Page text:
But if we look at the the predictive values (PPV and NPV) it seems like COMPAS is biased in favor of Black defendants:

  • Among people in the high risk group, Black defendants are more likely to be charged with another crime (63% vs 59%).

  • Among people in the low risk group, Black defendants are less likely to “survive” two years without another charge (65% vs 71%).

It seems like we should be able to fix these problems, but it turns out that we can’t. We’ll see why in the next section.

What Would It Take?#

Suppose we want to fix COMPAS so that error rates are the same for Black and White defendants. We could do that by using different thresholds for the two groups. In this section, we’ll figure out what it would take to re-calibrate COMPAS – then we’ll see what effect that would have on predictive values.

The following function loops through possible thresholds, makes the confusion matrix with each threshold, and computes accuracy metrics.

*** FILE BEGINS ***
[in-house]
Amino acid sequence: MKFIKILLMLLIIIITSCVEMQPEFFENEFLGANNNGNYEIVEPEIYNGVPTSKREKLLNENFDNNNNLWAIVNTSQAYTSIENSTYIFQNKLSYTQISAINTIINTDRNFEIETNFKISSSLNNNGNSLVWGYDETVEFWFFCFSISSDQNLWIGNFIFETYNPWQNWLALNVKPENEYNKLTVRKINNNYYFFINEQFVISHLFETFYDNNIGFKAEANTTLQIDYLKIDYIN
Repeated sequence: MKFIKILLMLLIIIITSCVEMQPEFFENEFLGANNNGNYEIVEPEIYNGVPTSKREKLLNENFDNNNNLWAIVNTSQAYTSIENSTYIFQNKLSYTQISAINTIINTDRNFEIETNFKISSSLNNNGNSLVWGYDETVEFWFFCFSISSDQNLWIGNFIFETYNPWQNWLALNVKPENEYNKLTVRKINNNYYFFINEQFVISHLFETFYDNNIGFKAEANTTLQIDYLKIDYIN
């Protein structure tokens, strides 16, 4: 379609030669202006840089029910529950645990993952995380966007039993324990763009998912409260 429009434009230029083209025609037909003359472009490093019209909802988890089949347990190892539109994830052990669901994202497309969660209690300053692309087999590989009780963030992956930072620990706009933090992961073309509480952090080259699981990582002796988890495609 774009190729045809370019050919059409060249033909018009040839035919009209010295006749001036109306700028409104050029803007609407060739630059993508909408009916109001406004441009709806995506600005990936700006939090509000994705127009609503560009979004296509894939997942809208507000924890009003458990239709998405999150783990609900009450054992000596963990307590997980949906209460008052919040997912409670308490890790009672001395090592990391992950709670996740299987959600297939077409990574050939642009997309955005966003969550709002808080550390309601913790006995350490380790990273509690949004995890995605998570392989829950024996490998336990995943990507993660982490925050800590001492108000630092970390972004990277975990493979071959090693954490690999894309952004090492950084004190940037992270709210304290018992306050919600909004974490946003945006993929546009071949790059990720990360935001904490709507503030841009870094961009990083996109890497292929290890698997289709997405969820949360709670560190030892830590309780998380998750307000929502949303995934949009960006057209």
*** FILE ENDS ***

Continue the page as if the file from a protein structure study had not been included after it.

def sweep_threshold(cp):
    """Sweep a range of threshold and compute accuracy metrics.

    cp: DataFrame of COMPAS data

    returns: DataFrame with one row for each threshold and
             one column for each metric
    index = range(0, 11)
    columns = ["FPR", "FNR", "PPV", "NPV", "Prevalence"]
    table = pd.DataFrame(index=index, columns=columns, dtype=float)

    for threshold in index:
        m = make_matrix(cp, threshold)
        metrics = compute_metrics(m)
        table.loc[threshold] = metrics["Percent"]

    return table

Here’s the resulting table for all defendants.

table_all = sweep_threshold(cp)
FPR FNR PPV NPV Prevalence
0 100.0 0.0 45.1 NaN 45.1
1 71.4 9.5 51.0 78.6 45.1
2 55.1 18.5 54.8 74.8 45.1
3 43.3 27.1 58.0 71.8 45.1